This was the response I expected from them (although for some reason, my mom still didn’t understand).  And the reason we were all overjoyed at mere clearance rack candy?  It’s because Baci (the plural spelling of a Bacio) will forever hold a special place in our hearts.  Here’s why: A free Chocolate Factory Tour, in the heart of a city famous for its classic Italian food culture, with unlimited samples.  Yup. You would freak out too.

The Perugina Chocolate Factory, its real name is actually Museo Storico Nestle Perugina, and it is located near the city of Perugia and gives free tours of their factory, museum, and store.  It is at this factory that they make their world-famous Baci Hazelnut Chocolates. Take finely ground hazelnuts, mix it with dark chocolate to form a truffle that is topped with a whole hazelnut, and then coat it in rich, dark velvety chocolate.  Wrap each truffle in a slip of silvery paper with a quote about love translated into 4 languages, and wrap again in the standard silver and blue foil embellished with a blue stars and a Griffin (the symbol of Perugia and the Perugina logo), and give it the name Bacio – which means “kiss” in Italian – and you have a recipe for one of the tastiest chocolates known to man.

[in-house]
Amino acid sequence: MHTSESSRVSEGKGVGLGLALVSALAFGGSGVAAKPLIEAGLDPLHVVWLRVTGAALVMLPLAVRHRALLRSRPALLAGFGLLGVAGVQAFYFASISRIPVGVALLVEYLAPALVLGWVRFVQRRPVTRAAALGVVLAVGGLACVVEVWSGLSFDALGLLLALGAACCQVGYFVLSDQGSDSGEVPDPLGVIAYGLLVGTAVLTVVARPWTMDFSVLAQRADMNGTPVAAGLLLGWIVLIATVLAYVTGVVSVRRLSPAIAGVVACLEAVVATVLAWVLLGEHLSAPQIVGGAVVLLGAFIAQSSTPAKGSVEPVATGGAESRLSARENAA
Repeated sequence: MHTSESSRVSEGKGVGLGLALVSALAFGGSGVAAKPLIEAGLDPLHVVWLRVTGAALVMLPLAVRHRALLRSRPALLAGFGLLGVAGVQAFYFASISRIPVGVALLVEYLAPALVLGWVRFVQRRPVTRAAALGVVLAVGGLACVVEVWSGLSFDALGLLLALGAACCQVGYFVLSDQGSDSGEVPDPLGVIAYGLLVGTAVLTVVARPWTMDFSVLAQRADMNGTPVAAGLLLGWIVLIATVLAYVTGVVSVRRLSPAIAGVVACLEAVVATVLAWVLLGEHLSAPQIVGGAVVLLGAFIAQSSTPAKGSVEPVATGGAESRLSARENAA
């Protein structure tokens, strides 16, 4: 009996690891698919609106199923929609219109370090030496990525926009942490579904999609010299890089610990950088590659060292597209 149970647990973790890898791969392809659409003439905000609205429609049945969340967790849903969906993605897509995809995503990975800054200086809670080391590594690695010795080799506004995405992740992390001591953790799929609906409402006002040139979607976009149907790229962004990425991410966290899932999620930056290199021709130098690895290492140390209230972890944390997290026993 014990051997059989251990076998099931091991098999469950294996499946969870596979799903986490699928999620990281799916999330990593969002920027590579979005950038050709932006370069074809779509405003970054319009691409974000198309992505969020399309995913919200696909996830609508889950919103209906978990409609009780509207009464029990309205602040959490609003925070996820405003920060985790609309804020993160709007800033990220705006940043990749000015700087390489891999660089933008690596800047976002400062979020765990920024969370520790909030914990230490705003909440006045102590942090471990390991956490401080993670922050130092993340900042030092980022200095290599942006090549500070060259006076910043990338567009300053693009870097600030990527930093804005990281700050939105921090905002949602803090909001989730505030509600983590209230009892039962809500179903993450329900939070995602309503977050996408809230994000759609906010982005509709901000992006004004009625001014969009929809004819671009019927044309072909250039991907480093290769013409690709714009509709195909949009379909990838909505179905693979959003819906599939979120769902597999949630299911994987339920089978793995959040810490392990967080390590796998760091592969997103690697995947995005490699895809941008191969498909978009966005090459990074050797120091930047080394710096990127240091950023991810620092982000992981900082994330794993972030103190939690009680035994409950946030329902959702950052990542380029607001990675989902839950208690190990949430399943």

From outside the factory is standard, industrial-looking and unimpressive.  Walk inside, and your impression turns a whole 180 degrees.  The lobby is decorated with retro chocolate and candy posters and the walls are hollow glass filled with cacao beans. (P.S. That is how I want to decorate my house one day, cacao bean pods everywhere, they are awesome!)  The receptionist’s desk has a massive bowl of Baci and other chocolates made in the factory.  We all hoard away a few, thinking we need to conserve the few free baci we might receive that day.

First stop on the tour: a movie theatre showing the history of the factory.  The film is old but there is an obvious new-addition to the film, a short clip at the end with a quip about how the factory is now owned by Nestle.  The narrator can’t seem to hide his disappointment in this obvious factory sell-out to increase marketing.  Something about the quality of this chocolate renders the advantages of a nationally known company useless and takes away from the quiet dignity of this once family-owned factory.  Lining each entrance and exit to the theatre, giant bowls of Bacio of course.